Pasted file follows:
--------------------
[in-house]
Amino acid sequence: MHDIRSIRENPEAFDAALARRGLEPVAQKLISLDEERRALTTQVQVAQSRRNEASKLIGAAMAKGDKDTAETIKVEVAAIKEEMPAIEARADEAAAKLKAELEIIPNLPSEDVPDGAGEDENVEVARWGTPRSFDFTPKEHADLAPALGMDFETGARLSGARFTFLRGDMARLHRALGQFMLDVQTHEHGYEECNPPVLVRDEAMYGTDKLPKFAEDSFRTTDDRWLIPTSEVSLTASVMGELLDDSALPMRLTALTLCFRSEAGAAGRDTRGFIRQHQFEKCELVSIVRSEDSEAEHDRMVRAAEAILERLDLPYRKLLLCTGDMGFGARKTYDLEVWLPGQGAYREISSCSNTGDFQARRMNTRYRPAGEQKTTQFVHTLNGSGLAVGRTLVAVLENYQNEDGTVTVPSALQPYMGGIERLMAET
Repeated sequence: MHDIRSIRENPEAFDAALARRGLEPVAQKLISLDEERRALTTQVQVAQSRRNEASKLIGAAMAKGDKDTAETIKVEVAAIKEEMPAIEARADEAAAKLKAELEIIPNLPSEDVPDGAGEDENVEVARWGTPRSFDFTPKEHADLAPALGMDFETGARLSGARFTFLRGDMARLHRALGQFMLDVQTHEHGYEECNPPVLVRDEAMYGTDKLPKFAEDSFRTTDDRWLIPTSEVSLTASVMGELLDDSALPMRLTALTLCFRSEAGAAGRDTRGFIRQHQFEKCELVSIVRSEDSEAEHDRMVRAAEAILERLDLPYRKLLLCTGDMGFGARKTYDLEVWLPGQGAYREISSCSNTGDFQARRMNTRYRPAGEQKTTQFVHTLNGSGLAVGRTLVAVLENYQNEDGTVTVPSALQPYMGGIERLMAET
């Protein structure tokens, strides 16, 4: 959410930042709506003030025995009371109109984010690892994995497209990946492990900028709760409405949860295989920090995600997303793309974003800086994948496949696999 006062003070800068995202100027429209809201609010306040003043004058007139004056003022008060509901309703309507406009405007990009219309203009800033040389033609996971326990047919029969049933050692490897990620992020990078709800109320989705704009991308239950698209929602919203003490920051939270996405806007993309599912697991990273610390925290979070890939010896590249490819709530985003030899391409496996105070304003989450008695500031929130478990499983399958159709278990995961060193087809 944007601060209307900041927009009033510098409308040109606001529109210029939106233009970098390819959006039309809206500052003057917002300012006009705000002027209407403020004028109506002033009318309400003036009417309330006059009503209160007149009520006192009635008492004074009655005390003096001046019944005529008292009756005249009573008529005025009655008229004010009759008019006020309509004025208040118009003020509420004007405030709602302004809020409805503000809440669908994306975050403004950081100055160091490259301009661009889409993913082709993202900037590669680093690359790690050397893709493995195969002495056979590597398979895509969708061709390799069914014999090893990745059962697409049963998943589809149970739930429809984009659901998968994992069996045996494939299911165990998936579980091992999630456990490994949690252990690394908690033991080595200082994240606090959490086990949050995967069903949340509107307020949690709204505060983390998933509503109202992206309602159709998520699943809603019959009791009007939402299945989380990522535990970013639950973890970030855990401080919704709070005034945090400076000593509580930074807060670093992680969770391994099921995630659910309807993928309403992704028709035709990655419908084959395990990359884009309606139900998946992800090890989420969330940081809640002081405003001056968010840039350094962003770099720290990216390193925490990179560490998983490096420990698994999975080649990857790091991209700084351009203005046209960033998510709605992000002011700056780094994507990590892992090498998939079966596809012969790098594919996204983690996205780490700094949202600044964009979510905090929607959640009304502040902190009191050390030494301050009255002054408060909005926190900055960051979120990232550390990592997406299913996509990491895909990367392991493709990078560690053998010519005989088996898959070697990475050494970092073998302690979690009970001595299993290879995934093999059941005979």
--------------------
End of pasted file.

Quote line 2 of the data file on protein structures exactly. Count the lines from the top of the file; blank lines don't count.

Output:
Amino acid sequence: MHDIRSIRENPEAFDAALARRGLEPVAQKLISLDEERRALTTQVQVAQSRRNEASKLIGAAMAKGDKDTAETIKVEVAAIKEEMPAIEARADEAAAKLKAELEIIPNLPSEDVPDGAGEDENVEVARWGTPRSFDFTPKEHADLAPALGMDFETGARLSGARFTFLRGDMARLHRALGQFMLDVQTHEHGYEECNPPVLVRDEAMYGTDKLPKFAEDSFRTTDDRWLIPTSEVSLTASVMGELLDDSALPMRLTALTLCFRSEAGAAGRDTRGFIRQHQFEKCELVSIVRSEDSEAEHDRMVRAAEAILERLDLPYRKLLLCTGDMGFGARKTYDLEVWLPGQGAYREISSCSNTGDFQARRMNTRYRPAGEQKTTQFVHTLNGSGLAVGRTLVAVLENYQNEDGTVTVPSALQPYMGGIERLMAET